I first attempted to make pie crust the summer I was twelve, as a surprise for my mother who was coming home from the hospital. The crust I made for that blueberry pie was beautiful, golden brown, with each strip of the lattice top perfectly even. It looked beautiful because I sat watching "The Price is Right" carefully shaping it, squishing up the dough when it was not perfect and rerolling it. It was the most beautiful pie crust, and made with love, but inedible. All that time I spent reworking the dough made it tough, the gluten forming in the dough erasing the delicate nature the crust should have had.
Shortly after I pulled the pie from the oven I left the apartment to have lunch with my mother's college physics professor. My brother decided to stay home for lunch, informing me he would have a piece of pie. When I returned home I found my pie with one slice neatly removed from it, and all of the filling carefully scraped out and eaten. My brother had helped himself to all the filling, leaving the crust, that he had decided was inedible, as an empty skeleton. I am sure that I screamed at him, and equally sure he really did not care.
When my mother returned home from the hospital she claimed to enjoy the chewy, tooth breaking crust. Every night after dinner she somehow consumed a slice of crust until the pie shell was gone. That memory of my mother and her love for me, because I highly doubt she really loved that crust, was from the last few months she was alive. All this is important because now I can make a really great pie crust, and she died 30 years ago today.
Without my mother, somehow it is true that I married a man my mother never met, that my mother never had the chance to meet my children, or even to know me as an adult. When I was younger my mother had shared her plans for when she was old, only using a wheelchair if it had a top speed of 70 miles an hour and teaching my children every curse word she could think of. Unfortunately she did not get to realize these plans, but Sebastian, my ten year old, tells me he knows and loves my mother from the stories about her I share. The stories of a woman who brought me to cooking even though she hated it, was a feminist and a humanist, had a love of the absurd and laughter, and always knew her own mind, even when it was different from what others thought. She knew that she wanted to be a physicist, and jumped through all the road blocks, including the ones set by her college, to obtain a PhD.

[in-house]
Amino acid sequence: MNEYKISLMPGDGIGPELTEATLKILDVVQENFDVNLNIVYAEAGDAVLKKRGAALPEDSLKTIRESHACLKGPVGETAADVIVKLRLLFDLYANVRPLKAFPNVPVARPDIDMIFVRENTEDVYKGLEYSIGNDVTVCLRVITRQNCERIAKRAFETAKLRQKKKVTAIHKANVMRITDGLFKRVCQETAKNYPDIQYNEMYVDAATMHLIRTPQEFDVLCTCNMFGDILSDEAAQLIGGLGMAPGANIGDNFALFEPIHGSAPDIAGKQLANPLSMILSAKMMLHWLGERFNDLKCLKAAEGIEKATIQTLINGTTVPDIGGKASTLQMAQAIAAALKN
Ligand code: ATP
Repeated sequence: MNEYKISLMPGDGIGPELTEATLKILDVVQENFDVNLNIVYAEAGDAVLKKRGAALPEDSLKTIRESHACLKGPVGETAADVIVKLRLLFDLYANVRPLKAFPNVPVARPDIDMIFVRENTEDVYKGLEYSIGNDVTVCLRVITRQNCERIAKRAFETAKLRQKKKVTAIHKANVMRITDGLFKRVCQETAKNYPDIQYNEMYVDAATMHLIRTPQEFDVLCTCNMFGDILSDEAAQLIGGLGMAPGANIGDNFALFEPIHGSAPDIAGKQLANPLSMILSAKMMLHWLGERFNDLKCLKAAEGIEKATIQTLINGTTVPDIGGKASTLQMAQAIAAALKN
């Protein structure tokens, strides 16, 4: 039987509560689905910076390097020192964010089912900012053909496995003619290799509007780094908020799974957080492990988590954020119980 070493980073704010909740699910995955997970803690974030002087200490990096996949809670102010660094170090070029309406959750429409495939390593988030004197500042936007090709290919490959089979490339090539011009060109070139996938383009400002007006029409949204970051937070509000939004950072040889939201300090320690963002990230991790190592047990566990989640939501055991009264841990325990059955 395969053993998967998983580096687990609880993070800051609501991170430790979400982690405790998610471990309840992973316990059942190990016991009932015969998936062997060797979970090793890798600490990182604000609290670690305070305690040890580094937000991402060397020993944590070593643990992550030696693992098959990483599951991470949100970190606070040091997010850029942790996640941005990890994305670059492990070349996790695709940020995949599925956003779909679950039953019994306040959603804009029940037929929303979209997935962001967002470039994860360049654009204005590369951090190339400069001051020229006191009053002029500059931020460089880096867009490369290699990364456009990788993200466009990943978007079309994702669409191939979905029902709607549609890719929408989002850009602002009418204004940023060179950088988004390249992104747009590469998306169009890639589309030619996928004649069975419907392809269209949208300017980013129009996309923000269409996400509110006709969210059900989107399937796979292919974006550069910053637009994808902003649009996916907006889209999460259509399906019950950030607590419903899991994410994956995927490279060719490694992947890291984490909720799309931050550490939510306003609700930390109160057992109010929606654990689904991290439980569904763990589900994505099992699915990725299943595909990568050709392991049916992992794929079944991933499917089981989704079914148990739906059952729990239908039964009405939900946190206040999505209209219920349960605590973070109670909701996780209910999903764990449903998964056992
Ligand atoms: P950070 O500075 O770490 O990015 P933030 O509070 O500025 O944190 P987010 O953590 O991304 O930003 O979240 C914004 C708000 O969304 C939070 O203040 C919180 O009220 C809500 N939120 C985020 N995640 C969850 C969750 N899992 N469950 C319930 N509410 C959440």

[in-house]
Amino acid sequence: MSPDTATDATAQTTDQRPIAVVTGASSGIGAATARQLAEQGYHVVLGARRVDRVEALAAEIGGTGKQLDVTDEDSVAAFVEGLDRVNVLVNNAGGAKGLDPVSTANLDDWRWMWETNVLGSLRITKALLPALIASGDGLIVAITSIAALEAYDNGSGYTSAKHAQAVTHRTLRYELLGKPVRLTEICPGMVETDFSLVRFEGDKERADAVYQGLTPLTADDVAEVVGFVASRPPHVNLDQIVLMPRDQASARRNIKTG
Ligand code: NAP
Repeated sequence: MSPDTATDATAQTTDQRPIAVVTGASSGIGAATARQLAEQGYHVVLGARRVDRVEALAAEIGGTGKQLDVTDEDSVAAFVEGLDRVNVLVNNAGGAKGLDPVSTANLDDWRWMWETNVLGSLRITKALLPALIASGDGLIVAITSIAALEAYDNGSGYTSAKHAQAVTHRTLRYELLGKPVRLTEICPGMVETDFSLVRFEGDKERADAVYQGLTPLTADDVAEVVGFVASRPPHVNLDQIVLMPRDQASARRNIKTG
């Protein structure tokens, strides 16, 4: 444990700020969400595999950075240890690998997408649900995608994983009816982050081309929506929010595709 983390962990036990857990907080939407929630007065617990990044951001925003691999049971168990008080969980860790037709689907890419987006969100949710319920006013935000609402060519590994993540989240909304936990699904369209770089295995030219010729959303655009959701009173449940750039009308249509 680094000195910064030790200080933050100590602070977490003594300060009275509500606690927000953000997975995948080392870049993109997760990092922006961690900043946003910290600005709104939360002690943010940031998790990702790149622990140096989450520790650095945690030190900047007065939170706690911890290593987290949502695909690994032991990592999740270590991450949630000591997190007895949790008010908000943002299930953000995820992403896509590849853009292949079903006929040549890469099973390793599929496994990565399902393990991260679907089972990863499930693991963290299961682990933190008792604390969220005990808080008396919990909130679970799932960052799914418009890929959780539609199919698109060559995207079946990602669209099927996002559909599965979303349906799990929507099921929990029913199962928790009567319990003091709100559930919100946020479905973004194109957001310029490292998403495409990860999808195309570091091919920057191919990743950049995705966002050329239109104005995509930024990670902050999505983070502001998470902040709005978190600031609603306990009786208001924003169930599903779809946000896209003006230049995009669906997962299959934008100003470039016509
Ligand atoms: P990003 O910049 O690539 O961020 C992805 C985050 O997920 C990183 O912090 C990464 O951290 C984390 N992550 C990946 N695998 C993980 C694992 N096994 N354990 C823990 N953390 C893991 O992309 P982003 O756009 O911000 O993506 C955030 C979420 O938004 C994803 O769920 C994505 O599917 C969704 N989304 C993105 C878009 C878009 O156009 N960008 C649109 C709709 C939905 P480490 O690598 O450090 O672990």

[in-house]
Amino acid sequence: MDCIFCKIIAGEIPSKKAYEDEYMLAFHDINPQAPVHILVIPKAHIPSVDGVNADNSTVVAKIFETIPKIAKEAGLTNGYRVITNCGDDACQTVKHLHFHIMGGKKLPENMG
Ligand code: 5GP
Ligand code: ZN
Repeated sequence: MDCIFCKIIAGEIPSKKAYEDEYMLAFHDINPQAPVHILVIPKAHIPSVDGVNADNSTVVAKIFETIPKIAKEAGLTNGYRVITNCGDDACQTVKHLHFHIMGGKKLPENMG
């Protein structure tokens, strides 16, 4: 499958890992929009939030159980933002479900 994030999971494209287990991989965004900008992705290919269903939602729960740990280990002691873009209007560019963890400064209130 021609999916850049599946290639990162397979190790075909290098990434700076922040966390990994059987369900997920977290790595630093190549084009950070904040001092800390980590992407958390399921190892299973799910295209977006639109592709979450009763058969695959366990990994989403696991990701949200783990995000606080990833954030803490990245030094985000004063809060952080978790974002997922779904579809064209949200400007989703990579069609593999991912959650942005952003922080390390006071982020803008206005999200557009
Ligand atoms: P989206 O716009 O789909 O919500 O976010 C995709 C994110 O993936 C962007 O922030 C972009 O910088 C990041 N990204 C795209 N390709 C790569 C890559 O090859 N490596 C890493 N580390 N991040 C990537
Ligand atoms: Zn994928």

Every year I am aware of the anniversary of my mother's death. I have found that I am more sensitive on that day, that it really is not a day to tackle challenges. So this year I decided to intentionally notice the anniversary of her death, even if it is only with a blueberry pie. The filling of this pie is just as good as it was 30 years ago, good enough to scrape out and eat an entire pies worth. The crust, rolled with a light hand, working it as little as possible, is tender and flaky, with a flavor that will remind you of a shortbread cookie as it melts in your mouth. Nothing like the first time I tried to make this recipe.
Shortbread Pie Crust
Adapted from The Nero Wolfe Cookbook (My mother was a huge Nero Wolfe fan)
As this post points out, it is very important to work this crust as little as possible. Roll it in a ball and set it aside as soon as it comes together and roll it out gently, only gently pressing the crust together as needed, instead of rerolling it. Unlike many crusts this one is very delicate, so plan on a more rustic look and embrace it, instead of a perfect layered lattice crust. The delicate shortbread taste and texture are worth the extra care.
1 cup whole wheat pasty flour
1 cup unbleached all purpose flour
2 egg yolks
2 Tbsp sugar
1/4 tsp kosher salt
1 cup (2 sticks) butter
vodka, kirsch, or ice water (I now use alcohol in place of the ice water because it reduces the formation of gluten. For a berry pie I use kirsch because it is a great flavor with the berries. However you do not always need the extra liquid)
Either sift the flours together into a large mixing bowl or fluff it up with a fork. Make a well in the center of the flours and place the egg yolks, sugar, salt, and butter cut into teaspoons or small chunks in the center. Use a pastry blender, 2 knives or your fingers to blend the wet flour with the other ingredients to form a stiff dough. If the dough is too dry add one or two drops of liquid of your choice (vodka, kirsch, or ice water). Roll the dough into a ball and wrap in foil or waxed paper. Put the dough in the fridge to rest for one hour.
Divide the dough into 2 pieces. Roll one half of the dough out for the bottom crust and line a 9 inch pie plate with it. Roll the other half of the dough out and cut into 1/2 inch strips to make the top lattice crust. Some pie makers get fancy and weave the top crust, I find this shortbread crust is too delicate so I just lay all the strips down in one direction and then lay the other strips down on top going the other way.
Adapted from The Nero Wolfe Cookbook
When I was a child we would ask in restaurants if the blueberry pie was runny. When they proudly said no we would often, disappointedly, choose to order something else. If you don't like your blueberry pie runny consider adding another tablespoon of flour or corn starch.
5 cups blueberries
6 Tbsp sugar (1/4 cup plus 2 Tbsp)
1/8 tsp salt
2 Tbsp unbleached all purpose flour
juice of 1 lemon
1 Tbsp butter
1/4 cup milk
Preheat the oven to 400°. Pick over the berries and remove any stems, leaves, unripe, or squishy berries. Mix the berries with the sugar, salt, flour and lemon juice before pouring into the bottom crust in the pie plate. Dot the berries with the butter and layer the lattice crust on top. Brush the crust with milk, dump the extra milk into the pie before baking for 40 minutes, or until the top crust is golden brown.